The 19-7 win on Saturday night was not only enough to see Eddie Jones’s side move top of the rankings system for the first time under the Australian, but it also saw the All Blacks drop to third behind the Springboks – their joint-worst ranking of all-time on top of their demotion earlier this year and their 2003 post-World Cup slump.
England have not topped the world rankings since their initial run as No 1s when they were created a month before the 2003 World Cup, with the All Blacks replacing them at the top of the tree in June the following year, and Jones’s side become the fourth different team to sit in first place this calendar year following New Zealand, Wales and Ireland.
Fittingly, the winner of this year’s Rugby World Cup final, which will be competed between England and South Africa on Saturday in Yokohama, will finish the year on top of the World Rugby rankings, although the loser will fall behind the All Blacks should they beat Wales Rugby in the third-place play-off – or behind Wales if Warren Gatland’s side can end their campaign with a victory by more than 15 points.
Should Wales beat the All Blacks by any margin, they will overtake their opponents and leave them at the lowest ever ranking, which would prove quite the unfitting farewell for departing head coach Steve Hansen after all he has achieved with the national team.
Neither England nor South Africa are likely to care too much about ending the year as world No 1 beyond the fact that it will now mean they have also won the World Cup.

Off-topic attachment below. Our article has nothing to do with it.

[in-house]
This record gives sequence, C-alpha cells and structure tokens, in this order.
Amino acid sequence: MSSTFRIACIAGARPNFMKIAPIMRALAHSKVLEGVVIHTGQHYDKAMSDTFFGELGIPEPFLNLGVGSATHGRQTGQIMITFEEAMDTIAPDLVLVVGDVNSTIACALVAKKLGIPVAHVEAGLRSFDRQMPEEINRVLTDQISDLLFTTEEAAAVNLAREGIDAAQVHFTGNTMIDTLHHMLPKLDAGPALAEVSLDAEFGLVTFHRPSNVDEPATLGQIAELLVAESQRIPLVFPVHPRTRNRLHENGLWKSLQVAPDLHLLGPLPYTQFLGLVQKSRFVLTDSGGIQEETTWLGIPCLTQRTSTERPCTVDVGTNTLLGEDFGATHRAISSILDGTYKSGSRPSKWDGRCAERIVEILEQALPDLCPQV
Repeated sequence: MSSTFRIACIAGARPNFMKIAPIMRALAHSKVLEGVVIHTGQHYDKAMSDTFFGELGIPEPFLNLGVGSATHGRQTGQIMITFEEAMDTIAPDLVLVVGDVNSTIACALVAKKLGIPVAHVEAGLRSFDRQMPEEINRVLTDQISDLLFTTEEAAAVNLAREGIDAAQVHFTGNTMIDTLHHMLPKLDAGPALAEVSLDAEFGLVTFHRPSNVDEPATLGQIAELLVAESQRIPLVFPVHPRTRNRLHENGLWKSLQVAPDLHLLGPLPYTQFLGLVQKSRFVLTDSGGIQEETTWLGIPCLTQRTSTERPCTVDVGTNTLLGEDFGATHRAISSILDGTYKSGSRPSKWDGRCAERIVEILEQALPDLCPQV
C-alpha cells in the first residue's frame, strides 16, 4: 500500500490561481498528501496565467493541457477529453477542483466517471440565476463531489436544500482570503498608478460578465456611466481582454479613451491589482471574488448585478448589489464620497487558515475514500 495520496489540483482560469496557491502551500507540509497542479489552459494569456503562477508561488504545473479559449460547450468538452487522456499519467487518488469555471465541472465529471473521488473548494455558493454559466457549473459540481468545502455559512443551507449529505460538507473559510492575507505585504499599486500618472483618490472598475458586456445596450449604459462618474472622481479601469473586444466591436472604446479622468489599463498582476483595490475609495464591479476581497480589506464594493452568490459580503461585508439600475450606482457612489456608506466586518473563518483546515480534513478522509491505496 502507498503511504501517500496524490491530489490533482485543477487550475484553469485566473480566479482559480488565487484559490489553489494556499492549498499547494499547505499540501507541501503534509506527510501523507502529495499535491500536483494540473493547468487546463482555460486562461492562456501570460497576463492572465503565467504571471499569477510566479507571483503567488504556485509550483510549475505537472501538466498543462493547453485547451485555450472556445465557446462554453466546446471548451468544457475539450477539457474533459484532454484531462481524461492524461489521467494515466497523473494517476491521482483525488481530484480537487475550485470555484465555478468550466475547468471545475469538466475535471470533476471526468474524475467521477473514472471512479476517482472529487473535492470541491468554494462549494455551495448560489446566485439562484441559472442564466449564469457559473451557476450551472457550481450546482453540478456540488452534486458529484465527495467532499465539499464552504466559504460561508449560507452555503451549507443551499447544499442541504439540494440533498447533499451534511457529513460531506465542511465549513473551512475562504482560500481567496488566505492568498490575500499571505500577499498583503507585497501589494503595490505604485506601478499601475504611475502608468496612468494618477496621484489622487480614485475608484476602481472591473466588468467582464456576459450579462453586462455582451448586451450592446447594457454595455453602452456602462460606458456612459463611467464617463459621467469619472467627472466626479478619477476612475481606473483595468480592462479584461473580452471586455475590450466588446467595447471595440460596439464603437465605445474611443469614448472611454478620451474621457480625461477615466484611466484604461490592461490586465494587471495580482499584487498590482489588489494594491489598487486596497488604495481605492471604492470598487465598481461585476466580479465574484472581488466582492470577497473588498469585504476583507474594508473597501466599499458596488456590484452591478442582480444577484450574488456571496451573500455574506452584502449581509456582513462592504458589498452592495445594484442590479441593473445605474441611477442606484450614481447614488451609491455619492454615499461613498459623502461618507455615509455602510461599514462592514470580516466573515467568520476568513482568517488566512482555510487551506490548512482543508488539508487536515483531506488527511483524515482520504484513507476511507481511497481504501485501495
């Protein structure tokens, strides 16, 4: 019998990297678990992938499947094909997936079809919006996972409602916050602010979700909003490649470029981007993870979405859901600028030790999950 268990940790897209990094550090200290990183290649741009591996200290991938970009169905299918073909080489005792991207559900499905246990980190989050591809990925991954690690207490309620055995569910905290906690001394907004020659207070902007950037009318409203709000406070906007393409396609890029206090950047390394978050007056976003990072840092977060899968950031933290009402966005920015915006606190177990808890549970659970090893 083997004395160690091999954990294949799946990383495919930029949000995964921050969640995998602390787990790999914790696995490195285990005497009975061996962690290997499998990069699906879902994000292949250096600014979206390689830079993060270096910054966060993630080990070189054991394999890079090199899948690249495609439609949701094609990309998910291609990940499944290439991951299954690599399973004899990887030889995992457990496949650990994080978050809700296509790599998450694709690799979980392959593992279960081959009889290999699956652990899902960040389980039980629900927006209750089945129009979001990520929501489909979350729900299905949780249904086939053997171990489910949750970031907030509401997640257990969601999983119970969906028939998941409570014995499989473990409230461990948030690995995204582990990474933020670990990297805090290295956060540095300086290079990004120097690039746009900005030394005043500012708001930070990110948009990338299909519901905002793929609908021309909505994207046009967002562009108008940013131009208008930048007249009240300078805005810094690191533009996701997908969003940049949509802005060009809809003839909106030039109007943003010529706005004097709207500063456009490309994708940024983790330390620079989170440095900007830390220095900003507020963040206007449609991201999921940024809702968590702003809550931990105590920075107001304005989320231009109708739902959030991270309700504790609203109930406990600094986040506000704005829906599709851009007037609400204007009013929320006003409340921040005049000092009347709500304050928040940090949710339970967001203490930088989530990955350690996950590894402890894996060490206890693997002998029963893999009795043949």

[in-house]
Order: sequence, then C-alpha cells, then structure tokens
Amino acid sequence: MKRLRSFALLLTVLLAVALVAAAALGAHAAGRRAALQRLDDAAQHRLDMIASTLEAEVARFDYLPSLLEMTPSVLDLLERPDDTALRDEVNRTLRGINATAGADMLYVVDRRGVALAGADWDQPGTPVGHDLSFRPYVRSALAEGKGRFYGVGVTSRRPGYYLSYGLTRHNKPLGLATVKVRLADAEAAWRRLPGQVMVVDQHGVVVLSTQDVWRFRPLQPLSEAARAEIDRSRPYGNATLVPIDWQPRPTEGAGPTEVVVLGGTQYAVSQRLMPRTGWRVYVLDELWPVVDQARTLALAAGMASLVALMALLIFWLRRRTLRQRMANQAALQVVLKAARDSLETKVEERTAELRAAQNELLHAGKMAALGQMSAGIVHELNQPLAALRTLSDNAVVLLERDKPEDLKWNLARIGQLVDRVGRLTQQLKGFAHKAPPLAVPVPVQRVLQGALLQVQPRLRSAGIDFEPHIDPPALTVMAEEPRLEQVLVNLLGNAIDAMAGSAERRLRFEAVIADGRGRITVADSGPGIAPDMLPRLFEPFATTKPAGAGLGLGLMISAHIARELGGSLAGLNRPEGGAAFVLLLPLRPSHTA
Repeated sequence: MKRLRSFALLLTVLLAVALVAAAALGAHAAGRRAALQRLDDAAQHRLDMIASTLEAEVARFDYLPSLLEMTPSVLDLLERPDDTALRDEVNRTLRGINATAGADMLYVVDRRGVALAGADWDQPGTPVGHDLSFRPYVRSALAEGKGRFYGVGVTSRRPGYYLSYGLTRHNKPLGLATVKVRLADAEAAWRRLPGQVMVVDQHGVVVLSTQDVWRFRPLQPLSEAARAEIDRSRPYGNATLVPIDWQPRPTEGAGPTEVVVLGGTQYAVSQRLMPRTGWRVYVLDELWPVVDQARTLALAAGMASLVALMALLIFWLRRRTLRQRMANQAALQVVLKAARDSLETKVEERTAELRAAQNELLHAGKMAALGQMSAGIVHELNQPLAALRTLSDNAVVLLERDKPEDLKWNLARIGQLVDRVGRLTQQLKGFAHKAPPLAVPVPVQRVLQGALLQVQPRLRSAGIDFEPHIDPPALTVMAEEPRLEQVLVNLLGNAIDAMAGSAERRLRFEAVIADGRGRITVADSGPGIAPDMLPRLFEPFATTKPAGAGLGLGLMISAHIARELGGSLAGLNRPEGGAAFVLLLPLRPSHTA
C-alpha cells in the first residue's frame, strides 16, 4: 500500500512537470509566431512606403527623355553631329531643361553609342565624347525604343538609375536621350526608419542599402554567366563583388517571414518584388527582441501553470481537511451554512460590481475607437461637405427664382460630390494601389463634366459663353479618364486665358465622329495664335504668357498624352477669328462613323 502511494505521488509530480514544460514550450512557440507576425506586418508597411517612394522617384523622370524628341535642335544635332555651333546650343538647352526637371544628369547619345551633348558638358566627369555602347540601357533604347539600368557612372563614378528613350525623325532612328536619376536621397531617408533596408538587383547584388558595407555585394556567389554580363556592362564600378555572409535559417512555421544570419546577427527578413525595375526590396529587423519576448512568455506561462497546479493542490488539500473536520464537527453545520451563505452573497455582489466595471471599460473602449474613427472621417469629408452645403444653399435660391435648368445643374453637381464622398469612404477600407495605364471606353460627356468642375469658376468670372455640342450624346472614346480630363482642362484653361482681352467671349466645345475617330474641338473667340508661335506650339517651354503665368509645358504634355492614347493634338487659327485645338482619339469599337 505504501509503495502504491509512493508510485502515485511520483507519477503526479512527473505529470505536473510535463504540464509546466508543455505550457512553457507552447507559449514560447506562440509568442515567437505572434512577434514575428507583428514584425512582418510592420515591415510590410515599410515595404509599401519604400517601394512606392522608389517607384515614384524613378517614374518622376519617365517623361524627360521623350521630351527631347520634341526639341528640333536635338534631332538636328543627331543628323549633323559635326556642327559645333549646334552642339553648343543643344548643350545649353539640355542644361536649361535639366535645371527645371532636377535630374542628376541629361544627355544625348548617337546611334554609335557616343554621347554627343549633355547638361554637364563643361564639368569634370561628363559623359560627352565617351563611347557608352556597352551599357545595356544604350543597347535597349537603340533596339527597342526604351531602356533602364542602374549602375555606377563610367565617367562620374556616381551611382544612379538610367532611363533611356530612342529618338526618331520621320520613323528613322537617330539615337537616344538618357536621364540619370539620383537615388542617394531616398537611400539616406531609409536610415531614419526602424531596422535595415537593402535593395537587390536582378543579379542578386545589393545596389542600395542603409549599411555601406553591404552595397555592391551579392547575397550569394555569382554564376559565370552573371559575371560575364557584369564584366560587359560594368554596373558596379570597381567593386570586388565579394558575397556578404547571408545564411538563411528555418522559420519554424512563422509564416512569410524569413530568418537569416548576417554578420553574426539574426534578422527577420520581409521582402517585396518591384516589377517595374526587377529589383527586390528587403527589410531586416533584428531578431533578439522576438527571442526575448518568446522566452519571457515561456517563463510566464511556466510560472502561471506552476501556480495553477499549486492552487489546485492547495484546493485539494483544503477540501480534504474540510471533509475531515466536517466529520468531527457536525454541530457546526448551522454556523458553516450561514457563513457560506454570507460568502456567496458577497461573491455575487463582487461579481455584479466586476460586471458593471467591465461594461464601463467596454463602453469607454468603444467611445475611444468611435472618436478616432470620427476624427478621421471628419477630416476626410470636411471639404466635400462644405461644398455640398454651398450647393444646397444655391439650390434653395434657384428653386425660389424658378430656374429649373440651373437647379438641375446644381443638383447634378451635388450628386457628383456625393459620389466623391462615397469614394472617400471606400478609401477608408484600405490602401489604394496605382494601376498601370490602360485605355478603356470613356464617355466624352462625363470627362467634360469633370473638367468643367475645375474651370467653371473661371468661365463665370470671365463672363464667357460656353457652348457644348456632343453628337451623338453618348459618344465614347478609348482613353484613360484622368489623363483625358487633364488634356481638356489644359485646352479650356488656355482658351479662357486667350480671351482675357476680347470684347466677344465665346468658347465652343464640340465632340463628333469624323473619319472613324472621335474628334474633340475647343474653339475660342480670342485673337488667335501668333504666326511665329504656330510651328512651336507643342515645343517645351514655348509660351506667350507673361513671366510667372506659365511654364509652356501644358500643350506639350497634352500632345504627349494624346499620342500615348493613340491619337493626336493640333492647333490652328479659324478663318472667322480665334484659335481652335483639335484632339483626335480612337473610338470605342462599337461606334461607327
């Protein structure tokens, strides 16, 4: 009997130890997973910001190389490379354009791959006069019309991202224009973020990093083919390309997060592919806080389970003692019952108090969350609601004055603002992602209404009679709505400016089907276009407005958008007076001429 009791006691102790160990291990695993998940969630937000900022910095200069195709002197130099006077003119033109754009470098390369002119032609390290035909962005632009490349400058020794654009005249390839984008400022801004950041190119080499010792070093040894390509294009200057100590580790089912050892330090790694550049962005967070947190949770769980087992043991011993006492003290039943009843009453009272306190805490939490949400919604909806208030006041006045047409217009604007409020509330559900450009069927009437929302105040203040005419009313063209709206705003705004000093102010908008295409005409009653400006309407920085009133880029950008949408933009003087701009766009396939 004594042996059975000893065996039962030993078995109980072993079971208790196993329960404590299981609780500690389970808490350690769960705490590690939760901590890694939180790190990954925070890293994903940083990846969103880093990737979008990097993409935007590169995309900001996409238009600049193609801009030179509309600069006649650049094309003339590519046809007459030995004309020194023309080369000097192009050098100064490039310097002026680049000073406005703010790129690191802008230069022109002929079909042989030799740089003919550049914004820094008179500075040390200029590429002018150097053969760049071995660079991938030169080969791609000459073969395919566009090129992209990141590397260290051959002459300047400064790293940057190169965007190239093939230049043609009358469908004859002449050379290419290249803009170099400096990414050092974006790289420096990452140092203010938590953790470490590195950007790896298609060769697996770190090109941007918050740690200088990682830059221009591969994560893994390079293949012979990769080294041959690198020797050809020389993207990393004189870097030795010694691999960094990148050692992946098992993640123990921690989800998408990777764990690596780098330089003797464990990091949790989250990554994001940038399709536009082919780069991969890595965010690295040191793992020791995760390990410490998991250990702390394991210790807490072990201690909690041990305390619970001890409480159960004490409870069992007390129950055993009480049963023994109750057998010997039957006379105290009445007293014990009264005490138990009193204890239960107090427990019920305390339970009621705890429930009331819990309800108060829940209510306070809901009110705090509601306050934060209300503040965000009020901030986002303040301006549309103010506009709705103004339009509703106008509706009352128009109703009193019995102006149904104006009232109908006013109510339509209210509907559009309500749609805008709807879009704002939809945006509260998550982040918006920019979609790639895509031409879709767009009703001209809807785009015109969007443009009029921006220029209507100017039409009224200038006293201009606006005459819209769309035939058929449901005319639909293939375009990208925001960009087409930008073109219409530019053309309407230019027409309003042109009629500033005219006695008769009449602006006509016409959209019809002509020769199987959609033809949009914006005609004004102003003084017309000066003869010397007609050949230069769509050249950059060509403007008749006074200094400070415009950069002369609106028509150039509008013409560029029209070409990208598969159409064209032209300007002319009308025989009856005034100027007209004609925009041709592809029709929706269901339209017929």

But England are attempting to do something that has never been done before in win a World Cup by beating the four biggest southern hemisphere side’s in a row, having already seen off Argentina, Australia and New Zealand, and it would perhaps eclipse what the great All Blacks team of 2015 achieved in defeating both Rugby Championship rivals South Africa and Australia after a quarter-final victory over France, having also beaten the Pumas in the pool stage.
Ireland will finish the year ranked fifth in the world no matter what happens in the Wales vs New Zealand match, with Australia sixth and France seventh. Japan has momentarily moved to an all-time high of sixth following the Wallabies’ defeat against England in the quarter-finals, but the joy did not last as the World Cup hosts were knocked out themselves the following day along with the French, dropping them back behind the Australians.
However, Japan will record an end-of-year high in eighth place, ahead of both Scotland and Argentina.
Current World Rugby rankings
- England (92.29)
- South Africa (90.71)
- New Zealand (89.92)
- Wales (87.21)
- Ireland (84.45)
- Australia (81.90)
- France (80.88
- Japan 79.28
- Scotland (79.23)
- Argentina (78.31)
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